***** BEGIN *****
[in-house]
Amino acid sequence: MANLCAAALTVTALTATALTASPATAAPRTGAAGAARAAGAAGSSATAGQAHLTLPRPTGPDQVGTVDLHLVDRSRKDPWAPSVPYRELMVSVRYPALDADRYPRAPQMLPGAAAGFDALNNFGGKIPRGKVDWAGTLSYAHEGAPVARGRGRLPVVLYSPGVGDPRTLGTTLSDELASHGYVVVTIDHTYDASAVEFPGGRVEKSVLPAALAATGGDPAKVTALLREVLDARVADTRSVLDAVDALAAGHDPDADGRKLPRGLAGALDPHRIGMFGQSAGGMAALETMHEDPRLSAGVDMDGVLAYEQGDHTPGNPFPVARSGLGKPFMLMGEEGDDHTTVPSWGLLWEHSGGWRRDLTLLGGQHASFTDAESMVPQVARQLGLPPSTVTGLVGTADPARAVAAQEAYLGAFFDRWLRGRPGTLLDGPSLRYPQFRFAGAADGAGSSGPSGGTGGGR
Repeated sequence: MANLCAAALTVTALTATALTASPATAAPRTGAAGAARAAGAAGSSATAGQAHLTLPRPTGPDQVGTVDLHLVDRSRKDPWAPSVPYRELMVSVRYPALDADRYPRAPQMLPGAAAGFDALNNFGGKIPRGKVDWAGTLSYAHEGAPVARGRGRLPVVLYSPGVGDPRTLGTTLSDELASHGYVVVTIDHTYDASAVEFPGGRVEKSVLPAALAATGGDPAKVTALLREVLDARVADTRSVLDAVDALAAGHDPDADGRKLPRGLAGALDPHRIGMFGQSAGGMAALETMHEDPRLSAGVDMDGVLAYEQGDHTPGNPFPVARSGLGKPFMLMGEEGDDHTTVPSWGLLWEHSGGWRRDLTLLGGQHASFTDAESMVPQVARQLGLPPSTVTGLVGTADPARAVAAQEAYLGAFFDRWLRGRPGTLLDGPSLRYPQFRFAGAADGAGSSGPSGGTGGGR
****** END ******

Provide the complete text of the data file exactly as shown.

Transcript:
[in-house]
Amino acid sequence: MANLCAAALTVTALTATALTASPATAAPRTGAAGAARAAGAAGSSATAGQAHLTLPRPTGPDQVGTVDLHLVDRSRKDPWAPSVPYRELMVSVRYPALDADRYPRAPQMLPGAAAGFDALNNFGGKIPRGKVDWAGTLSYAHEGAPVARGRGRLPVVLYSPGVGDPRTLGTTLSDELASHGYVVVTIDHTYDASAVEFPGGRVEKSVLPAALAATGGDPAKVTALLREVLDARVADTRSVLDAVDALAAGHDPDADGRKLPRGLAGALDPHRIGMFGQSAGGMAALETMHEDPRLSAGVDMDGVLAYEQGDHTPGNPFPVARSGLGKPFMLMGEEGDDHTTVPSWGLLWEHSGGWRRDLTLLGGQHASFTDAESMVPQVARQLGLPPSTVTGLVGTADPARAVAAQEAYLGAFFDRWLRGRPGTLLDGPSLRYPQFRFAGAADGAGSSGPSGGTGGGR
Repeated sequence: MANLCAAALTVTALTATALTASPATAAPRTGAAGAARAAGAAGSSATAGQAHLTLPRPTGPDQVGTVDLHLVDRSRKDPWAPSVPYRELMVSVRYPALDADRYPRAPQMLPGAAAGFDALNNFGGKIPRGKVDWAGTLSYAHEGAPVARGRGRLPVVLYSPGVGDPRTLGTTLSDELASHGYVVVTIDHTYDASAVEFPGGRVEKSVLPAALAATGGDPAKVTALLREVLDARVADTRSVLDAVDALAAGHDPDADGRKLPRGLAGALDPHRIGMFGQSAGGMAALETMHEDPRLSAGVDMDGVLAYEQGDHTPGNPFPVARSGLGKPFMLMGEEGDDHTTVPSWGLLWEHSGGWRRDLTLLGGQHASFTDAESMVPQVARQLGLPPSTVTGLVGTADPARAVAAQEAYLGAFFDRWLRGRPGTLLDGPSLRYPQFRFAGAADGAGSSGPSGGTGGGR